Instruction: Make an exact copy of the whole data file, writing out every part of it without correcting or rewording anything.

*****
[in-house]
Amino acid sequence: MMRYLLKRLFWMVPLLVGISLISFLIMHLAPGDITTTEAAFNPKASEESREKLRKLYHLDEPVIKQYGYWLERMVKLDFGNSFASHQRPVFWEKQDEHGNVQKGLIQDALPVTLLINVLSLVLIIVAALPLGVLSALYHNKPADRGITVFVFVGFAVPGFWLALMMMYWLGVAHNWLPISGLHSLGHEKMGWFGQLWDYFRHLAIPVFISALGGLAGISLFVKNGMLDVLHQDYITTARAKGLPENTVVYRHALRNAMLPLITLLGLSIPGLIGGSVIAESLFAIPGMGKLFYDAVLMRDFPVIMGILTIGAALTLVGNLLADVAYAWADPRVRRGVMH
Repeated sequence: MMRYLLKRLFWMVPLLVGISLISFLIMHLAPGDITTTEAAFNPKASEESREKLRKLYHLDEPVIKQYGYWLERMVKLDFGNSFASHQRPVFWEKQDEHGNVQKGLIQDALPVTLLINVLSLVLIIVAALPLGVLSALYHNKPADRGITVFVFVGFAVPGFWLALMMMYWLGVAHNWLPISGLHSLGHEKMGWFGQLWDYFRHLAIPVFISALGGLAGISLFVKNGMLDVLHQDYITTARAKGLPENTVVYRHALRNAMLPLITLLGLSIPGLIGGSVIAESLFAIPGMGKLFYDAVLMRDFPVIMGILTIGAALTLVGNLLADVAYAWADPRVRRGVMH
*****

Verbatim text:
[in-house]
Amino acid sequence: MMRYLLKRLFWMVPLLVGISLISFLIMHLAPGDITTTEAAFNPKASEESREKLRKLYHLDEPVIKQYGYWLERMVKLDFGNSFASHQRPVFWEKQDEHGNVQKGLIQDALPVTLLINVLSLVLIIVAALPLGVLSALYHNKPADRGITVFVFVGFAVPGFWLALMMMYWLGVAHNWLPISGLHSLGHEKMGWFGQLWDYFRHLAIPVFISALGGLAGISLFVKNGMLDVLHQDYITTARAKGLPENTVVYRHALRNAMLPLITLLGLSIPGLIGGSVIAESLFAIPGMGKLFYDAVLMRDFPVIMGILTIGAALTLVGNLLADVAYAWADPRVRRGVMH
Repeated sequence: MMRYLLKRLFWMVPLLVGISLISFLIMHLAPGDITTTEAAFNPKASEESREKLRKLYHLDEPVIKQYGYWLERMVKLDFGNSFASHQRPVFWEKQDEHGNVQKGLIQDALPVTLLINVLSLVLIIVAALPLGVLSALYHNKPADRGITVFVFVGFAVPGFWLALMMMYWLGVAHNWLPISGLHSLGHEKMGWFGQLWDYFRHLAIPVFISALGGLAGISLFVKNGMLDVLHQDYITTARAKGLPENTVVYRHALRNAMLPLITLLGLSIPGLIGGSVIAESLFAIPGMGKLFYDAVLMRDFPVIMGILTIGAALTLVGNLLADVAYAWADPRVRRGVMH